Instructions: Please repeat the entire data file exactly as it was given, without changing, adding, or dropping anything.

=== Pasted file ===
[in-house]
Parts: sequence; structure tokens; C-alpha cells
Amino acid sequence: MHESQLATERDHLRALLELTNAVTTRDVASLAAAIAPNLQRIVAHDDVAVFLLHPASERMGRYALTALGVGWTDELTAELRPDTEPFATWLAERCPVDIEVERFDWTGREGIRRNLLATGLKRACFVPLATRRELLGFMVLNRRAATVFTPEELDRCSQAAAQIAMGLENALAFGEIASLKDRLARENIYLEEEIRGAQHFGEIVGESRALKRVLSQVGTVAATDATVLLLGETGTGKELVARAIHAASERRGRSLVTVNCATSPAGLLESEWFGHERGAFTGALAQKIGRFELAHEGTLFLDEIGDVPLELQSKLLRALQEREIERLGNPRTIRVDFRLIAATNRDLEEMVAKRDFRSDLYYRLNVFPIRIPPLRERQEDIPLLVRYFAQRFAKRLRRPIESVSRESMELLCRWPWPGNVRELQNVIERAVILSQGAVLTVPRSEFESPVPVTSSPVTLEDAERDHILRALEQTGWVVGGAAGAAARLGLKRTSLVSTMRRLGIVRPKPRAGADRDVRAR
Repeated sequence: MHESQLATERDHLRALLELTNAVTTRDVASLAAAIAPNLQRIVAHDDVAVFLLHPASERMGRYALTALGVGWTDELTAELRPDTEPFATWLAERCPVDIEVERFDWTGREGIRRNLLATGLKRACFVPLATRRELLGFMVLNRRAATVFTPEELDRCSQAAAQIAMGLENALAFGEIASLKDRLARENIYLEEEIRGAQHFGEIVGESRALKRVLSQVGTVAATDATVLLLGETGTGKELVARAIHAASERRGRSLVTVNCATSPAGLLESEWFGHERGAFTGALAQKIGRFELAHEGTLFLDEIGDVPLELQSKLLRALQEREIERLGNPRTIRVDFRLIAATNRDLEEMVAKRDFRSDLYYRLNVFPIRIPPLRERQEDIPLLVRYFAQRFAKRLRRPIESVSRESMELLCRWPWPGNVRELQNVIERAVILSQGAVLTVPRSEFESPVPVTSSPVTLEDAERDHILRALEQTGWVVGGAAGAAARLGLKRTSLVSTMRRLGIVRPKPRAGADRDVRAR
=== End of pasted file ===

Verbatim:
[in-house]
Parts: sequence; structure tokens; C-alpha cells
Amino acid sequence: MHESQLATERDHLRALLELTNAVTTRDVASLAAAIAPNLQRIVAHDDVAVFLLHPASERMGRYALTALGVGWTDELTAELRPDTEPFATWLAERCPVDIEVERFDWTGREGIRRNLLATGLKRACFVPLATRRELLGFMVLNRRAATVFTPEELDRCSQAAAQIAMGLENALAFGEIASLKDRLARENIYLEEEIRGAQHFGEIVGESRALKRVLSQVGTVAATDATVLLLGETGTGKELVARAIHAASERRGRSLVTVNCATSPAGLLESEWFGHERGAFTGALAQKIGRFELAHEGTLFLDEIGDVPLELQSKLLRALQEREIERLGNPRTIRVDFRLIAATNRDLEEMVAKRDFRSDLYYRLNVFPIRIPPLRERQEDIPLLVRYFAQRFAKRLRRPIESVSRESMELLCRWPWPGNVRELQNVIERAVILSQGAVLTVPRSEFESPVPVTSSPVTLEDAERDHILRALEQTGWVVGGAAGAAARLGLKRTSLVSTMRRLGIVRPKPRAGADRDVRAR
Repeated sequence: MHESQLATERDHLRALLELTNAVTTRDVASLAAAIAPNLQRIVAHDDVAVFLLHPASERMGRYALTALGVGWTDELTAELRPDTEPFATWLAERCPVDIEVERFDWTGREGIRRNLLATGLKRACFVPLATRRELLGFMVLNRRAATVFTPEELDRCSQAAAQIAMGLENALAFGEIASLKDRLARENIYLEEEIRGAQHFGEIVGESRALKRVLSQVGTVAATDATVLLLGETGTGKELVARAIHAASERRGRSLVTVNCATSPAGLLESEWFGHERGAFTGALAQKIGRFELAHEGTLFLDEIGDVPLELQSKLLRALQEREIERLGNPRTIRVDFRLIAATNRDLEEMVAKRDFRSDLYYRLNVFPIRIPPLRERQEDIPLLVRYFAQRFAKRLRRPIESVSRESMELLCRWPWPGNVRELQNVIERAVILSQGAVLTVPRSEFESPVPVTSSPVTLEDAERDHILRALEQTGWVVGGAAGAAARLGLKRTSLVSTMRRLGIVRPKPRAGADRDVRAR